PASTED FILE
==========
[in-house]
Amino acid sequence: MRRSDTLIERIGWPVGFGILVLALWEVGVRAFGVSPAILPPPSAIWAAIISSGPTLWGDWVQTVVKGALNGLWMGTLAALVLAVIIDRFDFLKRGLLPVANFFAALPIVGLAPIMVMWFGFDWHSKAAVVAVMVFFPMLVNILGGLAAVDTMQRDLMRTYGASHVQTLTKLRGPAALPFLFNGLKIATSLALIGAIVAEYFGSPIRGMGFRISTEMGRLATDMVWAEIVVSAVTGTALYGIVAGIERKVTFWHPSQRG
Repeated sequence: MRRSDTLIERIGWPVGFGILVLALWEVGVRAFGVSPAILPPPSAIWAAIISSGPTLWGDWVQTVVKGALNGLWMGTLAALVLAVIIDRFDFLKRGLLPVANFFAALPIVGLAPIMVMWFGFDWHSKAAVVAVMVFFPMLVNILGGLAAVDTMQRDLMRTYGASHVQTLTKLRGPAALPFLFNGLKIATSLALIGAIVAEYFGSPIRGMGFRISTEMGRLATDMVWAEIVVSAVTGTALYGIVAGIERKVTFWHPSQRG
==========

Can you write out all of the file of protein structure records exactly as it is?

[in-house]
Amino acid sequence: MRRSDTLIERIGWPVGFGILVLALWEVGVRAFGVSPAILPPPSAIWAAIISSGPTLWGDWVQTVVKGALNGLWMGTLAALVLAVIIDRFDFLKRGLLPVANFFAALPIVGLAPIMVMWFGFDWHSKAAVVAVMVFFPMLVNILGGLAAVDTMQRDLMRTYGASHVQTLTKLRGPAALPFLFNGLKIATSLALIGAIVAEYFGSPIRGMGFRISTEMGRLATDMVWAEIVVSAVTGTALYGIVAGIERKVTFWHPSQRG
Repeated sequence: MRRSDTLIERIGWPVGFGILVLALWEVGVRAFGVSPAILPPPSAIWAAIISSGPTLWGDWVQTVVKGALNGLWMGTLAALVLAVIIDRFDFLKRGLLPVANFFAALPIVGLAPIMVMWFGFDWHSKAAVVAVMVFFPMLVNILGGLAAVDTMQRDLMRTYGASHVQTLTKLRGPAALPFLFNGLKIATSLALIGAIVAEYFGSPIRGMGFRISTEMGRLATDMVWAEIVVSAVTGTALYGIVAGIERKVTFWHPSQRG